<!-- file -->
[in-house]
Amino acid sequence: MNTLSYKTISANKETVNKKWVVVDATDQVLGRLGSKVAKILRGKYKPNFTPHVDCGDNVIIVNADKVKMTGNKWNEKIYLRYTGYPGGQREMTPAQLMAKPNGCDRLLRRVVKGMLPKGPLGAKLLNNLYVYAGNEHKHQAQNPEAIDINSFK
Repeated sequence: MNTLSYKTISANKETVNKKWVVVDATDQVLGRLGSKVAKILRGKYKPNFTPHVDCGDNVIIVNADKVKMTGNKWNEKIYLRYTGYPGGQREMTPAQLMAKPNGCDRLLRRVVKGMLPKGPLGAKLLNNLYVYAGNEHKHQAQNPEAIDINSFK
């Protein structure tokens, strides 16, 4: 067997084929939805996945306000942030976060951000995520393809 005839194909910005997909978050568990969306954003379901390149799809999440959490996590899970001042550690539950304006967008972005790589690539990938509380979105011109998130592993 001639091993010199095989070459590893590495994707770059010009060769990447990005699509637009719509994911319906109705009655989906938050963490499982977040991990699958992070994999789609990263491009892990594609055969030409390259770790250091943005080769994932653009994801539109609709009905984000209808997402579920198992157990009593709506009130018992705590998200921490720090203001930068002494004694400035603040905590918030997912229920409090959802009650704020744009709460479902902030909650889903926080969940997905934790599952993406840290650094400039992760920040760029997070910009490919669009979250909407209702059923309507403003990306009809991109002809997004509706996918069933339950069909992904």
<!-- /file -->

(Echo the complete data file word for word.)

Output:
[in-house]
Amino acid sequence: MNTLSYKTISANKETVNKKWVVVDATDQVLGRLGSKVAKILRGKYKPNFTPHVDCGDNVIIVNADKVKMTGNKWNEKIYLRYTGYPGGQREMTPAQLMAKPNGCDRLLRRVVKGMLPKGPLGAKLLNNLYVYAGNEHKHQAQNPEAIDINSFK
Repeated sequence: MNTLSYKTISANKETVNKKWVVVDATDQVLGRLGSKVAKILRGKYKPNFTPHVDCGDNVIIVNADKVKMTGNKWNEKIYLRYTGYPGGQREMTPAQLMAKPNGCDRLLRRVVKGMLPKGPLGAKLLNNLYVYAGNEHKHQAQNPEAIDINSFK
């Protein structure tokens, strides 16, 4: 067997084929939805996945306000942030976060951000995520393809 005839194909910005997909978050568990969306954003379901390149799809999440959490996590899970001042550690539950304006967008972005790589690539990938509380979105011109998130592993 001639091993010199095989070459590893590495994707770059010009060769990447990005699509637009719509994911319906109705009655989906938050963490499982977040991990699958992070994999789609990263491009892990594609055969030409390259770790250091943005080769994932653009994801539109609709009905984000209808997402579920198992157990009593709506009130018992705590998200921490720090203001930068002494004694400035603040905590918030997912229920409090959802009650704020744009709460479902902030909650889903926080969940997905934790599952993406840290650094400039992760920040760029997070910009490919669009979250909407209702059923309507403003990306009809991109002809997004509706996918069933339950069909992904």